Allocation: Randomized
Intervention Model: Parallel Assignment
Masking: Single (Participant)
Primary Purpose: Treatment
Official Title: Does Anesthetic Contribute to Symptomatic Relief in Corticosteroid Injections for Knee Osteoarthritis? A Double-Blind Randomized Trial Comparing Corticosteroid/Ropivacaine Versus Corticosteroid/Saline Injections
Study Start Date : October 2015
Actual Primary Completion Date : July 2016
Actual Study Completion Date : October 2016

Arm Intervention/treatment
Active Comparator: Ropivacaine and Methylprednisolone
0.2% ropivacaine and methylprednisolone knee joint injection
Drug: Ropivacaine
4cc 0.5% ropivacaine
Other Name: Naropin

Drug: Methylprednisolone
1cc 40mg methylprednisolone
Other Name: Depo-Medrol

Experimental: Saline and Methylprednisolone
0.9% normal saline and methylprednisolone knee joint injection
Drug: Normal saline
4cc of sterile normal saline (0.9%)
Other Name: Sodium Chloride

Drug: Methylprednisolone
1cc 40mg methylprednisolone
Other Name: Depo-Medrol

Primary Outcome Measures :
  1. The Knee Osteoarthritis Outcome Score (KOOS) Pain Subscale [ Time Frame: 3 months after the injection ]
    The KOOS holds 42 items in five separately scored subscales: Pain, other Symptoms, Function in daily living (ADL), Function in Sport and Recreation (Sport/Rec), and knee-related Quality of Life (QOL). A Likert scale is used and all items have five possible answer options scored from 0 (No Problems) to 4 (Extreme Problems) and each of the five scores is calculated as the sum of the items included. Scores are transformed to a 0-100 scale, with zero representing extreme knee problems and 100 representing no knee problems.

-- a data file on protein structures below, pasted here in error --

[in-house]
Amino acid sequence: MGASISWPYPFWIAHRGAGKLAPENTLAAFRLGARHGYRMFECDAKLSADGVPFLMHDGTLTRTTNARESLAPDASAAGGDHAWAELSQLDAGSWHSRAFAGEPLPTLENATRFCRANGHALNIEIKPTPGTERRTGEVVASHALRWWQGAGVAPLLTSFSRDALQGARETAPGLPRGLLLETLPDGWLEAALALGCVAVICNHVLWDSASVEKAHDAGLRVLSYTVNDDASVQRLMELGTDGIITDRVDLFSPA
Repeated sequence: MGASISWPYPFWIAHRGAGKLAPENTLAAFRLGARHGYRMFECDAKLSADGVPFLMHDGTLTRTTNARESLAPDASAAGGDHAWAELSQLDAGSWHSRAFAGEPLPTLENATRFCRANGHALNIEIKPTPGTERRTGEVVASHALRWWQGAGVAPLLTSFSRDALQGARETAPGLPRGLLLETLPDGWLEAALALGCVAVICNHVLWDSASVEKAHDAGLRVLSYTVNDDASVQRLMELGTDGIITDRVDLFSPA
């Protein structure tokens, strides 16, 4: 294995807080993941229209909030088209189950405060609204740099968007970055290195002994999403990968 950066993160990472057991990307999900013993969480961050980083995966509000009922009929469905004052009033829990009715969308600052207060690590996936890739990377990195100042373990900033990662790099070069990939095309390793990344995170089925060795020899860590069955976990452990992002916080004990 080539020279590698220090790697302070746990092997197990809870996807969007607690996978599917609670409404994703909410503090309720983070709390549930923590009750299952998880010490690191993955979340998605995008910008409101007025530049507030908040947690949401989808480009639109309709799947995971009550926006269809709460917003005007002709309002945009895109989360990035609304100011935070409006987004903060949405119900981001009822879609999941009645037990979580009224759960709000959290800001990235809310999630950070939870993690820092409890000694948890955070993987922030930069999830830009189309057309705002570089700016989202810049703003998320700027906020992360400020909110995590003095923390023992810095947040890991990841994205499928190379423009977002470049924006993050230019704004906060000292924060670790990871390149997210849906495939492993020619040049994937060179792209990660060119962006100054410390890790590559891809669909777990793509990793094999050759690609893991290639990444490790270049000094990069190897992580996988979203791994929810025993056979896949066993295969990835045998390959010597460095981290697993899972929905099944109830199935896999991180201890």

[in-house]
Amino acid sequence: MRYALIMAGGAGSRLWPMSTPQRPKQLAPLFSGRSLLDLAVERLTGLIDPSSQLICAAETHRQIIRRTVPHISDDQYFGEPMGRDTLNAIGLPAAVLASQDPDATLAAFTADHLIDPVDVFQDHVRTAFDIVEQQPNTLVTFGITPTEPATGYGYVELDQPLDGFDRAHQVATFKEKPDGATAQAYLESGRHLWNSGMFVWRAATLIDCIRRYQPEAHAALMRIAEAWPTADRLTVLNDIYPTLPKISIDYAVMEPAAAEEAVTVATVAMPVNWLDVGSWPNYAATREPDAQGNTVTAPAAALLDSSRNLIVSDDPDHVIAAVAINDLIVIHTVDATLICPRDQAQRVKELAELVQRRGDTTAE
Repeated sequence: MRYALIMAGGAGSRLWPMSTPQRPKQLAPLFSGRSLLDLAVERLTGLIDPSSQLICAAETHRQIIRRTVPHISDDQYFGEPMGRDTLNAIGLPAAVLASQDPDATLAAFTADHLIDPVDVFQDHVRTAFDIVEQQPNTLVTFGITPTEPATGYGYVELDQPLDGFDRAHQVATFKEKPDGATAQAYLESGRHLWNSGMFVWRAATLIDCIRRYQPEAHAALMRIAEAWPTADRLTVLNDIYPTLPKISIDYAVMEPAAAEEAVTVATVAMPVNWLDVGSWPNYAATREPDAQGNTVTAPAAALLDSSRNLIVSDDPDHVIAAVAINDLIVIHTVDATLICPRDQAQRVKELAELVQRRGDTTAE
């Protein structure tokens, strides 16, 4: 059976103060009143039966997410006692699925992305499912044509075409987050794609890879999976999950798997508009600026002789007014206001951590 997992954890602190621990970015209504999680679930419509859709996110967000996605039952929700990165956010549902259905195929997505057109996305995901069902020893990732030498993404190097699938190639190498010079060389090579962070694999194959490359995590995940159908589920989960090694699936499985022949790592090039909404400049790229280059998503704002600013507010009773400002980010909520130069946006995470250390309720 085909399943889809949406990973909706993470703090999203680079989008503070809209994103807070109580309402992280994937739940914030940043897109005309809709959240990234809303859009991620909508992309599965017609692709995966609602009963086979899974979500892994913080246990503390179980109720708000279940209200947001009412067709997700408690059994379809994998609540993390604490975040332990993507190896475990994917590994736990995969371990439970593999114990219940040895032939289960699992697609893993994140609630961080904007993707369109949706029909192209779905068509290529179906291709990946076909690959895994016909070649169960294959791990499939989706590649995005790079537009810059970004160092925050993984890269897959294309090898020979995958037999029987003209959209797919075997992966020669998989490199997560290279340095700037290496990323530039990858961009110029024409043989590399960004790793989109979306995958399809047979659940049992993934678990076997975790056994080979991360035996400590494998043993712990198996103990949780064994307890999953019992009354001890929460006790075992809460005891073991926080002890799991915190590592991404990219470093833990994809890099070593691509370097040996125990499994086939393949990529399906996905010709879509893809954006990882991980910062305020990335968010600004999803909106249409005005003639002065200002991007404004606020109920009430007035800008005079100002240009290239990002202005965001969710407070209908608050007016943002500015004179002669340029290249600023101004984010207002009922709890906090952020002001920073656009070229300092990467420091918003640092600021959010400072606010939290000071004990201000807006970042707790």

Secondary Outcome Measures :
  1. Pain Scale Score [ Time Frame: Pre-injection, immediately post-injection, 2 weeks, 3 months ]
    Pain was measured by a Visual Analog Scale (VAS) marked from 0 (no pain) to 10 (unbearable pain) at rest and with activity. It was collected at baseline (pre-injection), immediately post-injection on the day of surgery, and at 2 weeks and 3 months.